Thursday, March 03, 2005

Beginning and Beginning Again--A Brief History

My martial arts training began in 1974 at age 10. Along with my brother and sister, I trained with Tompkins Karate Association of Maryland for about 14 years. Our school taught Tang Soo Do along with some Jujitsu. In 1981 I received my 1st degree black belt.

I had my first exposure to Aikido around that time, in a class I took to improve the effectiveness of my Jujitsu techniques. It was a Tomiki style class. Tomiki Aikido differs from most other forms in that it features competition. Most styles of Aikido are non-competitive, emphasizing cooperation between partners instead of competition. I was only a beginner in the classes I attended, so I was never in a position to even think about competing. I did not continue for more than a few months and though I gained a new perspective, I was not a serious student of Aikido at the time.

In 1988 I moved to western Massachusetts and trained with a Shotokan club at University of Massachusetts for a semester. Then, in 1989, I began my Aikido training with Valley Aikido in Northampton, Massachusetts. This was the real beginning of my Aikido training. I advanced to the rank of 4th kyu and then moved to the Chicago suburbs in the winter of 1990. I went back to practicing with the local Tae Kwon Do (a close relative of Tang Soo Do) club that was nearby, but I really wanted to get back to Aikido, and joined Glen Ellyn Aikido Club, affiliated with Midwest Aikido Federation. I practiced there for a total of about 2 years, taking a yearlong break when my daughter was born in 1992.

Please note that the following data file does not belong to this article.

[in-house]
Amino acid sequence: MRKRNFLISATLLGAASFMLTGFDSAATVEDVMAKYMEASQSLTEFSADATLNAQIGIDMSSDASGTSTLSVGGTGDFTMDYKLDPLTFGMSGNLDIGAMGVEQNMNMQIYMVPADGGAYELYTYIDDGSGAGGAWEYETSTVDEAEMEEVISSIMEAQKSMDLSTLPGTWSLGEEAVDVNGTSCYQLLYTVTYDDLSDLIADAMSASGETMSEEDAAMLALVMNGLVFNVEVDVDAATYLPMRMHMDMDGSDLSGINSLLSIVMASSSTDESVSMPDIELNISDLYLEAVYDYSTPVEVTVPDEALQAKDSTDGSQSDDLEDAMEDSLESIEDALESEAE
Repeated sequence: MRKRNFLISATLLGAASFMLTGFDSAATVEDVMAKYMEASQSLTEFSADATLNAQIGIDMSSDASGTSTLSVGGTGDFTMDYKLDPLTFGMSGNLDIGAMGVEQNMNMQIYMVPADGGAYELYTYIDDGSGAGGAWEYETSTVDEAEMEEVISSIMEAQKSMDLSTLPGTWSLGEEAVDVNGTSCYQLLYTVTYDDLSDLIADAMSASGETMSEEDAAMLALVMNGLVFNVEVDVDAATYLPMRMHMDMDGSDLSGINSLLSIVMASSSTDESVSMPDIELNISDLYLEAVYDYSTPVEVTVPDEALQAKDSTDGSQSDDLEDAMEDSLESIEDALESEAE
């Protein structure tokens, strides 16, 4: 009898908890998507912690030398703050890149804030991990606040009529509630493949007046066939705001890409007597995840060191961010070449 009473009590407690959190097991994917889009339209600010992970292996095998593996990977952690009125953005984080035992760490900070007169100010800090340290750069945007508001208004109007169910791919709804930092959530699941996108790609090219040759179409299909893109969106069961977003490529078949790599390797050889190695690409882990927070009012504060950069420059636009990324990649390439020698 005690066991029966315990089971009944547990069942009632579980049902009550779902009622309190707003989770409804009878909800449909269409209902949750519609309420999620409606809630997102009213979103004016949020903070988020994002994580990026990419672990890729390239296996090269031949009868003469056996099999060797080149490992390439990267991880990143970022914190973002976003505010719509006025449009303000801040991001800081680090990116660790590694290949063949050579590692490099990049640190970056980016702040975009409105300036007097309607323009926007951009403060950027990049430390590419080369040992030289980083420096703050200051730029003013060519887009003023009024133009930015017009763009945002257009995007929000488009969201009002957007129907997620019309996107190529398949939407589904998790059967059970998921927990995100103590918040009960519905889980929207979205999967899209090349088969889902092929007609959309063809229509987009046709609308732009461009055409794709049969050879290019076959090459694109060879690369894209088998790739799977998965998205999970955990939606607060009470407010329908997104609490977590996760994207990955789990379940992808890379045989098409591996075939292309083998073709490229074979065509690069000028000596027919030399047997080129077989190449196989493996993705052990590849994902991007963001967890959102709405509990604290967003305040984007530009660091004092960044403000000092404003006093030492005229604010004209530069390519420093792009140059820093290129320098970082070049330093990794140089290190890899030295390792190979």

After moving to Durham, North Carolina in 1995 I began a period of "slackitude". Family and career put martial arts on the back burner for several years. Finally getting back into the action, my wife and I joined Karate International (an American style mixing various "hard style" influences) for a short time and then I began teaching a class of my own once a week, mostly to our friends and family (which created its own issues for sure). In my own teaching, I felt more drawn to Aikido than my other previous training, but not feeling qualified to teach Aikido, I mixed Tang Soo Do, Aikido, and Jujitsu, a survey course of sorts. When that class was discontinued in 2004, I decided it was time for me to begin again as an Aikido student. I recently joined Open Sky Aikikai in Hillsborough, North Carolina.

That's the story so far.


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